Summer is for berries. Offices are for computers.
If you’re feeling overly ambitious, make two batches (one with just bananas) and layer it in the cups.
When we were little the number of friends we had correlated directly to our happiness. Being popular meant it was imperative to have *everybody* like you. Birthday parties were jam-packed. People would vie to sit next to you at lunch or play with you at recess. You had sixteen ‘BFFs’ on a rotating schedule. And if one pissed you off, made you mad (sorry, this is a family blog says Talia) you were mad for a day but then had another ‘BFF’ waiting in the wings. We used trinkets and bracelets and rings and tokens to mark our territories. We had friends from all walks of life to help us create our empire. Friends from school and friends from camp. Friends from ballet and friends from the neighborhood. Friends of friends and then a few more. As long as we had lots, we were happy.
Whenever I would get in a fight with a friend when I was younger, or cried because my ‘BFF du jour’ told me she wasn’t my friend anymore, my grandma would console me by reminding me that the number of friends we have really doesn’t matter at all. It wasn’t about quantity; it was about quality. I didn’t understand this. It made no sense. After all, she didn’t have a Facebook account.
But then I grew up. And now I get it.
In addition to watching my daughters go through some of the same friendship struggles I endured at a young age, I’ve recently also had the opportunity to evaluate some of my own friendships as an adult. Question relationships of friends with whom I have a history, and reflect on the lasting power of others. I’ve also grown close with new friends with whom I have no history but whom I’ve come to cherish and find we have more in common than the surface shows.
But one thing’s for sure, our time becomes more precious as we age. And making plans with friends we love becomes even more challenging from a logistical standpoint. It takes more effort than ever. Life just gets in the way. But it also means that every now and then, well, we have to trim the fat. Work to improve the quality of the friendships worth keeping and not waste energy on the quantity. So while it’s sad to think of saying goodbye to some, I guess it’s just a part of growing up, no matter how old we are. Gosh, I didn’t mean to be so melancholy…guess it’s just one of those days! Those grandmas…guess they really do know everything.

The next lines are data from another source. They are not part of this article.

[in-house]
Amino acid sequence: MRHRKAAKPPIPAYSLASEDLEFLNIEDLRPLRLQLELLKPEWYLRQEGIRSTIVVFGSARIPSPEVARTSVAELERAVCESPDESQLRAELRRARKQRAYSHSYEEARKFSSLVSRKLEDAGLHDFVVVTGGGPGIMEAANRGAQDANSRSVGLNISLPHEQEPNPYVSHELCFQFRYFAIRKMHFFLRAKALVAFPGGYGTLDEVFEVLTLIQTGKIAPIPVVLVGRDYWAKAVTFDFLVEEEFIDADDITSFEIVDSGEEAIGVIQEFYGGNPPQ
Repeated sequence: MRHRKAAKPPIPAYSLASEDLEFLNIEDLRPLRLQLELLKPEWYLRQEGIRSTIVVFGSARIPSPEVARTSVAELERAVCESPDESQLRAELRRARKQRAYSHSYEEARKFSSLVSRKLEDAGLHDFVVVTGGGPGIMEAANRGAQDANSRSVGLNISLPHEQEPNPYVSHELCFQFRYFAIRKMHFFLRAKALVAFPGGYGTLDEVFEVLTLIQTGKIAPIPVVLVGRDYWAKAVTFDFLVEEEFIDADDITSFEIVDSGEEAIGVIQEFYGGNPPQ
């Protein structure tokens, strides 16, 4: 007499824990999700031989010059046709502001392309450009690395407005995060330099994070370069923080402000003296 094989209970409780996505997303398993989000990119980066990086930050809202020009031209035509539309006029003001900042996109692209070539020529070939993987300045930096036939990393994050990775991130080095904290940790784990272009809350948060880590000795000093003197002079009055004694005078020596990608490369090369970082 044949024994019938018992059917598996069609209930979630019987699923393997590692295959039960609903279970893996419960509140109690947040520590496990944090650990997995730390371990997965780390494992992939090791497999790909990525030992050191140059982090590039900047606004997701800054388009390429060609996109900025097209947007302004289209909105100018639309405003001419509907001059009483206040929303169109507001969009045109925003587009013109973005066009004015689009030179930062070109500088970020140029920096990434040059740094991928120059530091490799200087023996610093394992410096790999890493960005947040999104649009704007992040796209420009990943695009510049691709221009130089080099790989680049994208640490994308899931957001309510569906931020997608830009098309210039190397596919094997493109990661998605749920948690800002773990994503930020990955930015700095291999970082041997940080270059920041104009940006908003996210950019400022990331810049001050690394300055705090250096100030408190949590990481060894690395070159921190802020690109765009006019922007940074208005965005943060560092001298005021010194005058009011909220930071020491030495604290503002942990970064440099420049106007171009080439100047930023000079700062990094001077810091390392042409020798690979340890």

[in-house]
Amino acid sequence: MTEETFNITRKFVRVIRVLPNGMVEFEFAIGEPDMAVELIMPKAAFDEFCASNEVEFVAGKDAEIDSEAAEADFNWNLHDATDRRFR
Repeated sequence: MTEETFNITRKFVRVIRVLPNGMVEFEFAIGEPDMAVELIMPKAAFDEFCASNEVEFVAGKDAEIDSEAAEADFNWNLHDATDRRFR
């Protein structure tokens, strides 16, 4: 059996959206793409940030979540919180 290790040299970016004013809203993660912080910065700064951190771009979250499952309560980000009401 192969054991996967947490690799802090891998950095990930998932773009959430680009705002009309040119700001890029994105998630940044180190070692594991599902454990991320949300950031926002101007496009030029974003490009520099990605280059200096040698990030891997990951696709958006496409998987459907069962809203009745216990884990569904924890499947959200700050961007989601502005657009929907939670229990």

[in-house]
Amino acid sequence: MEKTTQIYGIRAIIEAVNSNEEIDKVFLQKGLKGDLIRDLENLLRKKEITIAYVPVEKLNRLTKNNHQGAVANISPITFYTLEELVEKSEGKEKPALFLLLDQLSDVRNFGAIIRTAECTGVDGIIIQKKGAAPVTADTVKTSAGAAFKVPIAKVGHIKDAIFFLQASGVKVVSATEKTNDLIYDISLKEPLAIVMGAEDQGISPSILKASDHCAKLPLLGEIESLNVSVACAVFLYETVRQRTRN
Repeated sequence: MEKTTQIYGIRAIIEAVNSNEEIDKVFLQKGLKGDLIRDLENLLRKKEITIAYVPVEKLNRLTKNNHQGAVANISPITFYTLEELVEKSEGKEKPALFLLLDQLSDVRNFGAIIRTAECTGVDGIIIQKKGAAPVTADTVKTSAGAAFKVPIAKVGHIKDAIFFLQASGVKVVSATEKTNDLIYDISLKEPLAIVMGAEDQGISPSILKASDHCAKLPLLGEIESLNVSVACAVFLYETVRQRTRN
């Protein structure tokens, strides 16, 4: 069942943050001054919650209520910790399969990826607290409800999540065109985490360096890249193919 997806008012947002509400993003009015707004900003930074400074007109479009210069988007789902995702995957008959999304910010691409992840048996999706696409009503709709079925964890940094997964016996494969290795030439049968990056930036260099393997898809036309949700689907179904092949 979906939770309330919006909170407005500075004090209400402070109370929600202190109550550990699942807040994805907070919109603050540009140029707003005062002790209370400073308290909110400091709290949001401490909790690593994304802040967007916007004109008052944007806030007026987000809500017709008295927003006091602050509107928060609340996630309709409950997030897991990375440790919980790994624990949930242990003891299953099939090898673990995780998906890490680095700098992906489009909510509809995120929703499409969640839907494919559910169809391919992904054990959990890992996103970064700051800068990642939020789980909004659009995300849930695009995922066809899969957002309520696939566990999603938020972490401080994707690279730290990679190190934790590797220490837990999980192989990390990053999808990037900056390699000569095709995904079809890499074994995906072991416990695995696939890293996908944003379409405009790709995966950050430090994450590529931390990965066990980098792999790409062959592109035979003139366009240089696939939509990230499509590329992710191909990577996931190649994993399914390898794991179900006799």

Here’s to good friends. Whether it’s ten, three or just one.
Grandma’s Banana Bread
*Caution! This one requires measurements!!
4-5 ripe bananas
1/2 cup vegetable or canola oil
1 cup sugar
1/2 tsp. salt
2 cups flour
1 tsp. baking soda
3 tbsp. milk
1/2 tsp. baking powder
1/2 tsp. vanilla
Grease two loaf pans and preheat oven to 350.
Mix oil and sugar.
Add eggs and bananas and beat until large lumps disappear (if only we could do this with our cellulite).
Add milk and vanilla.
Sift rest of ingredients and dump into mixture.
Sprinkle with cinnamon and sugar on top (or add some mini chocolate chips for kicks!).
Bake for 55-60 minutes or until fork comes out clean.
Today’s post is dedicated to Angie Reyer Kotarski, a mom worthy of every collective Mother’s Day wish in the world.
Our family met Angie ten years ago when we lived in Durham, North Carolina for my husband’s medical fellowship. We moved into the same apartment complex -right next door to each other- for a one year stint. I knew nobody and had a six-month-old baby so I was thrilled to learn that Angie also had a six-month-old. I was more than thrilled; I was elated! A neighbor with the same age baby! What could be better? Not only would we become friends and hang out and gossip and drink wine, but our kids would become friends and life would be grand.
Except that Angie had bigger issues to deal with other than drinking wine and gossiping and making playdates. Her son Myles had just been diagnosed with SCID (Severe Combined Immunodeficiency), a genetic disease which knocks out your immune system to the point where it basically doesn’t exist. Myles and Angie had moved to North Carolina to be under the care of a doctor at Duke University. The day we moved in and I was stressing about where to place my couch, Myles was getting a bone marrow transplant and would have to recover in complete isolation for the next year. This meant no playground. No trips to the grocery store. No daycare. No Gymboree. No library. No nothing. No social outlets for him and no social outlets for his mom. Myles would never get to meet my daughter in person. He was the boy in the bubble.